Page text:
Alle-Kiski volleyball players following in fathers' footsteps

Bill West
| Sunday, April 21, 2013, 12:21 a.m.

Most of the volleyball Reid Tomlinson witnessed his father play more than a decade ago now blurs together in his memory.

But the first time Paul Tomlinson invited Reid, then about 8 years old, down to the court in Cranberry to pass remains vivid in the son's mind.

“I thought that was the greatest thing in the world,” Reid Tomlinson said.

The connection created by volleyball might've faded between Reid and Paul Tomlinson if not for the father's efforts to create and coach multiple volleyball programs, including the boys team at St. Joseph, where Reid now is a senior.

“I'm really glad he did that … it's something that we've been able to bond over,” Reid Tomlinson said. “It means as much to him as it does to me.”

Father/coach and son/player with a shared passion for volleyball: It's a scenario that exists at several high schools around the Alle-Kiski Valley.

Even after he brought an adolescent Reid to his adult league games, Paul Tomlinson, a 1985 Penn Hills graduate who played the sport through high school, hardly expected his son to ultimately favor volleyball over his other activities.

“I figured he'd be a baseball player,” Paul Tomlinson said. “He seemed to like that the best. I didn't know if we'd ever get an opportunity for him (to play volleyball) since we live in the South Butler School District (home to Knoch High School). But it worked out.”

A partially torn rotator cuff in his right shoulder ended Reid Tomlinson's opportunity to play baseball after his freshman year. Fortunately for him, as a sophomore, St. Joseph fielded its first WPIAL-sanctioned boys volleyball team.

The core of St. Joseph boys volleyball consisted of Reid and his classmates from the start. This season, the Spartans' roster only lists seniors. While Paul Tomlinson is pleased that he created an opportunity for his son to play, he hopes future St. Joseph students also get the chance.

“I wanted to build a program for the kids and then keep it going from there,” the coach said.

As Mike J. Larko can attest, a boys volleyball program on the brink of non-existence is nothing new.

Larko provided what Plum desperately needed in 1974 — a coach. He held the position through 1992, later served as an assistant and then started a second stint in charge that ended in 2011.

A season ago, Mike W. Larko replaced his father as the man in charge of the Mustangs.

The 2007 Plum graduate, who played under his father for one season, started volleyball in seventh grade but also excelled in soccer and baseball at that age.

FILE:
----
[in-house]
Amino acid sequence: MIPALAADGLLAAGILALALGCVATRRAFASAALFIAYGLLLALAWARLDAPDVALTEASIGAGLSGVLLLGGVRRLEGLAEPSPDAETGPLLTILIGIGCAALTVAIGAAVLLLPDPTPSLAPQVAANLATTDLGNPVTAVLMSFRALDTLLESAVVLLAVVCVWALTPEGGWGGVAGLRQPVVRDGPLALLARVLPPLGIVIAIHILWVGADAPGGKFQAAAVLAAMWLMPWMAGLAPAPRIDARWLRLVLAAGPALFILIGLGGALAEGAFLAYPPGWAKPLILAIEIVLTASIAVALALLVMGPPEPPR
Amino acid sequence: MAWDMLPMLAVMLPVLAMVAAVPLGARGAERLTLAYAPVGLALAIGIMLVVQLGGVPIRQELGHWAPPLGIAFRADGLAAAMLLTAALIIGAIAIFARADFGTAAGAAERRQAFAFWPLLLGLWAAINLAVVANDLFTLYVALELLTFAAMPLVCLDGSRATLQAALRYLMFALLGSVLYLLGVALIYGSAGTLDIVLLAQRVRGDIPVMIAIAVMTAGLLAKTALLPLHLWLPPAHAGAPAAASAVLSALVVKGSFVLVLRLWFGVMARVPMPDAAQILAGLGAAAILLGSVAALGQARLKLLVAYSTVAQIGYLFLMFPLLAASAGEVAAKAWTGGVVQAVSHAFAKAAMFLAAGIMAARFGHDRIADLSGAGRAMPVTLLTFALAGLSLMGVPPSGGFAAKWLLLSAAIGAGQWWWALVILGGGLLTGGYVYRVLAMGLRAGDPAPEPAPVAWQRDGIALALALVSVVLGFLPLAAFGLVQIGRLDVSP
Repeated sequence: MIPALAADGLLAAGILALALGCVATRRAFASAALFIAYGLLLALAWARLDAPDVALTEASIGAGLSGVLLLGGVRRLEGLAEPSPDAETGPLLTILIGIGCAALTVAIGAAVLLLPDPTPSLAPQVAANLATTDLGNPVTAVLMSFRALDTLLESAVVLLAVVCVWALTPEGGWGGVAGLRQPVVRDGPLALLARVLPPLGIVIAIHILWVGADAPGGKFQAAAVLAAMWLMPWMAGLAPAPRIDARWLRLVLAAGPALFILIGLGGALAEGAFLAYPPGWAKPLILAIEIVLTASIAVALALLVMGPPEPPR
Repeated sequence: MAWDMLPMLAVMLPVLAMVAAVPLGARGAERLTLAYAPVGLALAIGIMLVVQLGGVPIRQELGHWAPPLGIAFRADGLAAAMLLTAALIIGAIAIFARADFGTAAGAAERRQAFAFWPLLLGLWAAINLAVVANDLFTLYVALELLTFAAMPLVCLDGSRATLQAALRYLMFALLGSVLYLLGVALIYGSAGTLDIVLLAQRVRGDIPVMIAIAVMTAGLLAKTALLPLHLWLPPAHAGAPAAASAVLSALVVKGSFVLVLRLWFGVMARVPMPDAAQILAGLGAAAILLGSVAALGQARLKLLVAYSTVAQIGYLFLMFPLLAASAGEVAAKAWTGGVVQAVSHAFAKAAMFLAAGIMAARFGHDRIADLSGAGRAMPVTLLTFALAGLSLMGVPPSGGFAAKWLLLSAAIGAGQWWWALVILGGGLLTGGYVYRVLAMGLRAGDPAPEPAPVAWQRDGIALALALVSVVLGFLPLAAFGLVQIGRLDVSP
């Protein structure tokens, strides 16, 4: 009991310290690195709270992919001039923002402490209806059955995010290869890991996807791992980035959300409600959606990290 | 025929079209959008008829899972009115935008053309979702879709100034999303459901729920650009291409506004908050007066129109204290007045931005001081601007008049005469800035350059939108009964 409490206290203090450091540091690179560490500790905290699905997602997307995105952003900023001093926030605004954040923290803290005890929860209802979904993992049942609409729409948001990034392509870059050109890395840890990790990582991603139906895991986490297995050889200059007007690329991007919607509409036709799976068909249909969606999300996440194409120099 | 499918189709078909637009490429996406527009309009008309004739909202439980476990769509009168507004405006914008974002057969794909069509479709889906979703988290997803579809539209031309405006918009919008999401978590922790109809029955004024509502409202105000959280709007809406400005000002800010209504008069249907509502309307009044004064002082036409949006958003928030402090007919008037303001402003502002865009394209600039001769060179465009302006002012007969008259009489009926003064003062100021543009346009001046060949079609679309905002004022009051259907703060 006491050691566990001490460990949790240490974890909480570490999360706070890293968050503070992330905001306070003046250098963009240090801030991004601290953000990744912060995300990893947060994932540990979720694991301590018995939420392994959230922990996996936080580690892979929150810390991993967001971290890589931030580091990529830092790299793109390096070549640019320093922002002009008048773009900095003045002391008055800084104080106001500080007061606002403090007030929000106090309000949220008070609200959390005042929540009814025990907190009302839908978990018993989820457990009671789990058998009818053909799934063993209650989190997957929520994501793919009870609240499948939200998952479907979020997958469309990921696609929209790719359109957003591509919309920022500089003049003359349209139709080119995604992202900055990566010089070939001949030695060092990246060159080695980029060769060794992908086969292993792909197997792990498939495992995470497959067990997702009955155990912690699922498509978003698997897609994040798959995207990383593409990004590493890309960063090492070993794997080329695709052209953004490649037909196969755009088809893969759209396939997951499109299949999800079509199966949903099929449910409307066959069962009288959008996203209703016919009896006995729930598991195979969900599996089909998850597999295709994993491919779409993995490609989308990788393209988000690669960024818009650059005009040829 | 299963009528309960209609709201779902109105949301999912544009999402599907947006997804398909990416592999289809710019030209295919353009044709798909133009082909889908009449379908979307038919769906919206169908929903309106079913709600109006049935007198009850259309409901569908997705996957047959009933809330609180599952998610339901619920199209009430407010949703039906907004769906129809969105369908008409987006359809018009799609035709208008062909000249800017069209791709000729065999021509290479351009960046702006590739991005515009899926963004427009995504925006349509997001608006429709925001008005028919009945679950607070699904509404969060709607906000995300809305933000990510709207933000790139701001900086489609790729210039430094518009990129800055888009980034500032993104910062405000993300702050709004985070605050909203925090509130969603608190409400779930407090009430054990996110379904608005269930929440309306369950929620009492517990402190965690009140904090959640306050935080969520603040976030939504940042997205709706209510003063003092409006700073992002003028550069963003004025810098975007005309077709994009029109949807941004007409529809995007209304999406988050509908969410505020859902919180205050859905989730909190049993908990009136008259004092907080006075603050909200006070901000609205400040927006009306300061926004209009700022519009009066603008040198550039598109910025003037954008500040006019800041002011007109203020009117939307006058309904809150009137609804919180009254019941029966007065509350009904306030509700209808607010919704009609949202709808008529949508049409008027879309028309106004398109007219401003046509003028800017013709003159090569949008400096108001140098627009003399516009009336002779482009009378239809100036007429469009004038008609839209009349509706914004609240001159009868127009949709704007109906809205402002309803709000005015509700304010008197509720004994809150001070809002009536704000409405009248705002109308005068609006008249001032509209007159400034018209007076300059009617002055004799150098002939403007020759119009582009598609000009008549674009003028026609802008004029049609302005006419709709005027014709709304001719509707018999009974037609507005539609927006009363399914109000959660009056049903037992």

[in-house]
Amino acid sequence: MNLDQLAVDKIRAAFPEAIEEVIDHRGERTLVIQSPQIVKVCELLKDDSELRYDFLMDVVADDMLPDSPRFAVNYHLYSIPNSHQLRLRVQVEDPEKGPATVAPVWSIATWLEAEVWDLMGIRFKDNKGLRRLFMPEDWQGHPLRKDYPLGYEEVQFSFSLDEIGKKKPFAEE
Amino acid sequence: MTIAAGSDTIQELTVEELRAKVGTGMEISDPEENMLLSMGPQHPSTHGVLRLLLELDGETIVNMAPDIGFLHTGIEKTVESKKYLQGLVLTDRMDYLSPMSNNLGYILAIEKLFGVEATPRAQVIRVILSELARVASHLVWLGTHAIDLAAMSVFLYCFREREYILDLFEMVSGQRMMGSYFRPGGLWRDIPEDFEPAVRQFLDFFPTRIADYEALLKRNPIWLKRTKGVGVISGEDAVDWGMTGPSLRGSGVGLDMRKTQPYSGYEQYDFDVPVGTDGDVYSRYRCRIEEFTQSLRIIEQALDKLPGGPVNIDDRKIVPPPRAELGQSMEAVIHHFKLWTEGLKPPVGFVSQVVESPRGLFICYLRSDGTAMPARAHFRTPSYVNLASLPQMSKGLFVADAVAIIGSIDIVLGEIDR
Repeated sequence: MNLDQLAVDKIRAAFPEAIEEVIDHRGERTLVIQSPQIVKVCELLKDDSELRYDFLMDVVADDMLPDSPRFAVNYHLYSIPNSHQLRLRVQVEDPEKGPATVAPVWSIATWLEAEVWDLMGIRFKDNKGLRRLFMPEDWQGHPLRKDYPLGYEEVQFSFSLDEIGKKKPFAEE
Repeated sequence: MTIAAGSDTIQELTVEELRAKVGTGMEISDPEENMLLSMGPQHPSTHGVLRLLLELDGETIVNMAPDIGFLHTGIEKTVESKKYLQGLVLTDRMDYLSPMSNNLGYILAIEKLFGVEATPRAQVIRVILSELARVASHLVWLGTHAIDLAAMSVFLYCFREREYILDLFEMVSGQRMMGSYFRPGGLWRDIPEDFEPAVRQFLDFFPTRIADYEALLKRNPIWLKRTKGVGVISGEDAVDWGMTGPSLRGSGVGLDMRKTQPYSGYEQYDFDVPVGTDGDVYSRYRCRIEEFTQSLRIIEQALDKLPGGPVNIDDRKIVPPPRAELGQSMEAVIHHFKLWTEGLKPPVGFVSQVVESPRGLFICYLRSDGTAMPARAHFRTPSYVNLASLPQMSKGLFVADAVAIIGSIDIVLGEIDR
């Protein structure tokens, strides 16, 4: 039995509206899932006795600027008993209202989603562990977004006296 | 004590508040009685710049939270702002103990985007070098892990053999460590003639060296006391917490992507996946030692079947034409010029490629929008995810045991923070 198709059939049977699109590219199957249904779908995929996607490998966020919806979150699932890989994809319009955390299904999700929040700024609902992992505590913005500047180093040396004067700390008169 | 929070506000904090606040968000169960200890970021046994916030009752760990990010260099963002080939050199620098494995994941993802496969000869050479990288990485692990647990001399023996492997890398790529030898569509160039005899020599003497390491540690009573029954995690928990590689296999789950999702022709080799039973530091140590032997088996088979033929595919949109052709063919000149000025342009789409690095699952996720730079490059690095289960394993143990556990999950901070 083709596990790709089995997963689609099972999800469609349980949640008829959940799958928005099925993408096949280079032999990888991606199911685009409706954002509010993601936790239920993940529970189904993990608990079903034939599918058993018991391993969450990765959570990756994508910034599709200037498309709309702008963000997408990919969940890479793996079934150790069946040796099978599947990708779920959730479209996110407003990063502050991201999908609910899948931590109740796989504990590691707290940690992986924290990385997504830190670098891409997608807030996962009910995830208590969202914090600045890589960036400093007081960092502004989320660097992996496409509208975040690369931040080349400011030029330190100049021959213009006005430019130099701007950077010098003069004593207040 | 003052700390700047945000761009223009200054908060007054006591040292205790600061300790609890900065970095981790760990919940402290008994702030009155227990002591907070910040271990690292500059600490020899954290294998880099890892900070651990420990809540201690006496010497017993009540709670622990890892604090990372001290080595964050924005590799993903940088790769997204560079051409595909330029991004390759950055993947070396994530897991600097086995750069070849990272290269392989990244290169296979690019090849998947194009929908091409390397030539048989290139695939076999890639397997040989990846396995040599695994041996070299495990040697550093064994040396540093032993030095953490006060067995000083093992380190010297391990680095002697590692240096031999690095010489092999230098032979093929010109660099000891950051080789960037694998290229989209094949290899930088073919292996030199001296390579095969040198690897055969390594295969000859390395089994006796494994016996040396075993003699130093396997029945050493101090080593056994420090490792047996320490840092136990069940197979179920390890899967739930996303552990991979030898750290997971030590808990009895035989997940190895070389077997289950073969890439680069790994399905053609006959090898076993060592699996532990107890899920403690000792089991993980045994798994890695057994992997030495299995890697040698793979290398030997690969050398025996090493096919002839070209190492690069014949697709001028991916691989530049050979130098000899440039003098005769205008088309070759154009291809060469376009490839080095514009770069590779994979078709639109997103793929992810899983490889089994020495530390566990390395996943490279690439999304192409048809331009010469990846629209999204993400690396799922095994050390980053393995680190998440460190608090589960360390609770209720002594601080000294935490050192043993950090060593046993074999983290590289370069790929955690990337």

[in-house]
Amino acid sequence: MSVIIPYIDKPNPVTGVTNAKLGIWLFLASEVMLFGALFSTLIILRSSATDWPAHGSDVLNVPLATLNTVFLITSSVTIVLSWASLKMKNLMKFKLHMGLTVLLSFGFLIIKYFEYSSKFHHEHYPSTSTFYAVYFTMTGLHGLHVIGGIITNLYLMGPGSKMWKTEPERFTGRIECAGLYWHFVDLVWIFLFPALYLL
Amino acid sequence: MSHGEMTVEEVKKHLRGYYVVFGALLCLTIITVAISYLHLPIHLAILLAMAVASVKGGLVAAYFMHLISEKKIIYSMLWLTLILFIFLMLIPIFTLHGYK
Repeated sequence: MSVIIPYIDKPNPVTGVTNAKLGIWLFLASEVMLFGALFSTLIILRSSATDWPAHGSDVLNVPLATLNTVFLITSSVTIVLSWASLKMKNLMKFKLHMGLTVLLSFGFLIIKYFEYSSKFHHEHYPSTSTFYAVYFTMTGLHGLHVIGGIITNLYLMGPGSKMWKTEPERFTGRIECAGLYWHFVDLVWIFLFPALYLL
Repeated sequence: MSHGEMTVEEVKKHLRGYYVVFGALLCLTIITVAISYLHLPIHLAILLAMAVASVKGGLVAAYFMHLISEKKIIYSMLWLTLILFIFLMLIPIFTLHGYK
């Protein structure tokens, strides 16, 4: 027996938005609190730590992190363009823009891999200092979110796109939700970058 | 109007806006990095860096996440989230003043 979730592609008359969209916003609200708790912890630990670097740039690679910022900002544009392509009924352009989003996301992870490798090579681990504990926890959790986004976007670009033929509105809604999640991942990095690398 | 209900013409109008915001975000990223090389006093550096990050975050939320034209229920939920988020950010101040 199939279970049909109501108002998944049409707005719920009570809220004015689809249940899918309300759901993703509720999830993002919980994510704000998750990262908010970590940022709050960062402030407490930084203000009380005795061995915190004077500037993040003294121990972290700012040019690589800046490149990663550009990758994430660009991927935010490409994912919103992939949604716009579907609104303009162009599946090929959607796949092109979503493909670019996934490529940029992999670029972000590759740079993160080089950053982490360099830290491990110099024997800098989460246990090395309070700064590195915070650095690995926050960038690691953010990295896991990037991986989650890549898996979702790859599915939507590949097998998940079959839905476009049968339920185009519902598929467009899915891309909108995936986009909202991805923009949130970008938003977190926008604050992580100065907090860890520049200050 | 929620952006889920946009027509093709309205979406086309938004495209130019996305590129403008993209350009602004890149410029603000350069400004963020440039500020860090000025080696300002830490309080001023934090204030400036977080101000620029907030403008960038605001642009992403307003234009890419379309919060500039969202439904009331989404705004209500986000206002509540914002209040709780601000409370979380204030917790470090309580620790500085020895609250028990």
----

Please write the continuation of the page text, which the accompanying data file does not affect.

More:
Like Tomlinson, the elder Larko wondered which sport would become his son's favorite.

The son settled on volleyball for practical reasons, but he became passionate.

“It was one of those things where I got burned out and wanted to try something new,” the younger Larko said. “It's just a different atmosphere. We're not viewed as a major sport, at least for boys. So it's much more of a community.”

Kinship rekindled 1972 Deer Lakes graduate Joe Guiciardi's enthusiasm for the sport and helped set a young Zach Guiciardi on the path toward volleyball.

Away from the game for two decades, Joe Guiciardi joined Rick Tatrn's staff as an assistant at Deer Lakes in 1997.

“When I walked in back in 1997, it was like I went back in time,” Joe Guiciardi said. “Those guys were just like my guys; I could relate to them.”

Players and coaches passed through the Guiciardi family's house with regularity during the years that followed. Without his father's urging, Zach Guiciardi, now a senior setter for Deer Lakes, embraced the sport well before he had the chance to begin organized volleyball in seventh grade.

“He played, so I played, and I loved it,” Zach Guiciardi said.

Zach Guiciardi is not sure how volleyball will factor into his life following graduation; his immediate plan is to attend Community College of Allegheny County, where his father teaches. But both he and his father doubt he'll part ways with volleyball for good.

“I don't know what it is about this sport,” Joe Guiciardi said, “but it gets in your blood.”

Bill West is a staff writer for Trib Total Media. Reach him at or via Twitter @BWest_Trib.

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